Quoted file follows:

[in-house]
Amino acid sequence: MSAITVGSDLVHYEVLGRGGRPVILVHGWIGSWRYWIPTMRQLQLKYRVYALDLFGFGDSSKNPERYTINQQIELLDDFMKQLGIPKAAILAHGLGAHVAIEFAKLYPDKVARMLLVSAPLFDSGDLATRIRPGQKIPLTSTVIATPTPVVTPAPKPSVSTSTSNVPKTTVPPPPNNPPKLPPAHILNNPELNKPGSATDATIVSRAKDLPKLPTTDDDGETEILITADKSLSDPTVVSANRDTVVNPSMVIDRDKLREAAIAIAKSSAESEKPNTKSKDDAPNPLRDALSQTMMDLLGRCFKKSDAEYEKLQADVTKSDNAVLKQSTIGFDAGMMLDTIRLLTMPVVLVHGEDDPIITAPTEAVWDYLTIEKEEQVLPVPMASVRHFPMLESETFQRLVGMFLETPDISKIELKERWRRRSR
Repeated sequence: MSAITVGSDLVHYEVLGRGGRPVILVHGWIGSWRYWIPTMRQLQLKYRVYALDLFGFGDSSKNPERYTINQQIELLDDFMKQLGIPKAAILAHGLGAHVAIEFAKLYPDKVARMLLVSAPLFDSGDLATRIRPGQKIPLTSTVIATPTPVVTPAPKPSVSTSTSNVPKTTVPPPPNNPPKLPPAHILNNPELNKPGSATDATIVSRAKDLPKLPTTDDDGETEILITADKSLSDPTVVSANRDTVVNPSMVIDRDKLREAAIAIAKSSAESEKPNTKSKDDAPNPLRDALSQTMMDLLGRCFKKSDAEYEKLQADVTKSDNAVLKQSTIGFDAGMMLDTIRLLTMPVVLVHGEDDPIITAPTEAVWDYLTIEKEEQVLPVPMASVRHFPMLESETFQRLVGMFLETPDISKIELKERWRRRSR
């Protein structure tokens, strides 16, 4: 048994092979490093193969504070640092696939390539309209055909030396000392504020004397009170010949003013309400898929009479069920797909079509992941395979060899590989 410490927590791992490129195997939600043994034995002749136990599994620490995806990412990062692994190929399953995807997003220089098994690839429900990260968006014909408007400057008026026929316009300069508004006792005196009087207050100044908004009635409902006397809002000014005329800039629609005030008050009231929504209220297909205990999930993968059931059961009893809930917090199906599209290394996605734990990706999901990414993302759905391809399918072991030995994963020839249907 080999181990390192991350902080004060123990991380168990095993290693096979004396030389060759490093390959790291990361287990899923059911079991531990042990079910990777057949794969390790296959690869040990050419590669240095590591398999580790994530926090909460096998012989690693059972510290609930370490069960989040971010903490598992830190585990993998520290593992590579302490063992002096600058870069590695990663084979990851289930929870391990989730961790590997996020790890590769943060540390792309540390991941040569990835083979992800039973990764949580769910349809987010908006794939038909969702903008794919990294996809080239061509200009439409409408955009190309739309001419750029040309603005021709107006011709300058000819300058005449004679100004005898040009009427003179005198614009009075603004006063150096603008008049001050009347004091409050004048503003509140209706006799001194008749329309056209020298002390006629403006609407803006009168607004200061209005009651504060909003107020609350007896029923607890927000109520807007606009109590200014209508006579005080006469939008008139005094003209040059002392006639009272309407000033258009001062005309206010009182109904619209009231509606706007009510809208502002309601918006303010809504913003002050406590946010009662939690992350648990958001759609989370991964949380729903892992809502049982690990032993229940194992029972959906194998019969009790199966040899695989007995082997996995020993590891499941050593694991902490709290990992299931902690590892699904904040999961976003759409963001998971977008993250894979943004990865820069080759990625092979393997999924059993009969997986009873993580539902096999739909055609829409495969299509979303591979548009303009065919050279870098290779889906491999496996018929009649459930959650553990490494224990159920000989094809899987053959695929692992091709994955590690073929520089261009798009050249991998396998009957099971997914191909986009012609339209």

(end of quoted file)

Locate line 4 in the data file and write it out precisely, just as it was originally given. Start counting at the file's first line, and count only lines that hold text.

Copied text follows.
């Protein structure tokens, strides 16, 4: 048994092979490093193969504070640092696939390539309209055909030396000392504020004397009170010949003013309400898929009479069920797909079509992941395979060899590989 410490927590791992490129195997939600043994034995002749136990599994620490995806990412990062692994190929399953995807997003220089098994690839429900990260968006014909408007400057008026026929316009300069508004006792005196009087207050100044908004009635409902006397809002000014005329800039629609005030008050009231929504209220297909205990999930993968059931059961009893809930917090199906599209290394996605734990990706999901990414993302759905391809399918072991030995994963020839249907 080999181990390192991350902080004060123990991380168990095993290693096979004396030389060759490093390959790291990361287990899923059911079991531990042990079910990777057949794969390790296959690869040990050419590669240095590591398999580790994530926090909460096998012989690693059972510290609930370490069960989040971010903490598992830190585990993998520290593992590579302490063992002096600058870069590695990663084979990851289930929870391990989730961790590997996020790890590769943060540390792309540390991941040569990835083979992800039973990764949580769910349809987010908006794939038909969702903008794919990294996809080239061509200009439409409408955009190309739309001419750029040309603005021709107006011709300058000819300058005449004679100004005898040009009427003179005198614009009075603004006063150096603008008049001050009347004091409050004048503003509140209706006799001194008749329309056209020298002390006629403006609407803006009168607004200061209005009651504060909003107020609350007896029923607890927000109520807007606009109590200014209508006579005080006469939008008139005094003209040059002392006639009272309407000033258009001062005309206010009182109904619209009231509606706007009510809208502002309601918006303010809504913003002050406590946010009662939690992350648990958001759609989370991964949380729903892992809502049982690990032993229940194992029972959906194998019969009790199966040899695989007995082997996995020993590891499941050593694991902490709290990992299931902690590892699904904040999961976003759409963001998971977008993250894979943004990865820069080759990625092979393997999924059993009969997986009873993580539902096999739909055609829409495969299509979303591979548009303009065919050279870098290779889906491999496996018929009649459930959650553990490494224990159920000989094809899987053959695929692992091709994955590690073929520089261009798009050249991998396998009957099971997914191909986009012609339209």